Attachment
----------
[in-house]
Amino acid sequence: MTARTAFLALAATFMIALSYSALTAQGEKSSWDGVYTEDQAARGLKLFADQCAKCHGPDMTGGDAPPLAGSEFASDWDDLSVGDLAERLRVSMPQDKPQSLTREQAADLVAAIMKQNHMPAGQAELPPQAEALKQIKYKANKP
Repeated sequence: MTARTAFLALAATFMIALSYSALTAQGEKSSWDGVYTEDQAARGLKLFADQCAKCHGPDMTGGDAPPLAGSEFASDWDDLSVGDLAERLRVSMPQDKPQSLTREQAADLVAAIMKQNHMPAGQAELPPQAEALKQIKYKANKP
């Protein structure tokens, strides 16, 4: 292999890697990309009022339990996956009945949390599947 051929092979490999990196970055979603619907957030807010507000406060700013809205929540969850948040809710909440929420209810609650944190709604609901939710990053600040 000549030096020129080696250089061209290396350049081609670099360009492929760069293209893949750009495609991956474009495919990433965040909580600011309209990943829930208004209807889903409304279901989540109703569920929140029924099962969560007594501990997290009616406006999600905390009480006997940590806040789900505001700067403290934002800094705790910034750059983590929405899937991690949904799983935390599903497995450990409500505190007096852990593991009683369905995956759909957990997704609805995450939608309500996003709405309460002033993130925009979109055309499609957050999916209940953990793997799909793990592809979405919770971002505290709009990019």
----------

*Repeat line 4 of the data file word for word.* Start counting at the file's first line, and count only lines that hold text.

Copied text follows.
């Protein structure tokens, strides 16, 4: 292999890697990309009022339990996956009945949390599947 051929092979490999990196970055979603619907957030807010507000406060700013809205929540969850948040809710909440929420209810609650944190709604609901939710990053600040 000549030096020129080696250089061209290396350049081609670099360009492929760069293209893949750009495609991956474009495919990433965040909580600011309209990943829930208004209807889903409304279901989540109703569920929140029924099962969560007594501990997290009616406006999600905390009480006997940590806040789900505001700067403290934002800094705790910034750059983590929405899937991690949904799983935390599903497995450990409500505190007096852990593991009683369905995956759909957990997704609805995450939608309500996003709405309460002033993130925009979109055309499609957050999916209940953990793997799909793990592809979405919770971002505290709009990019």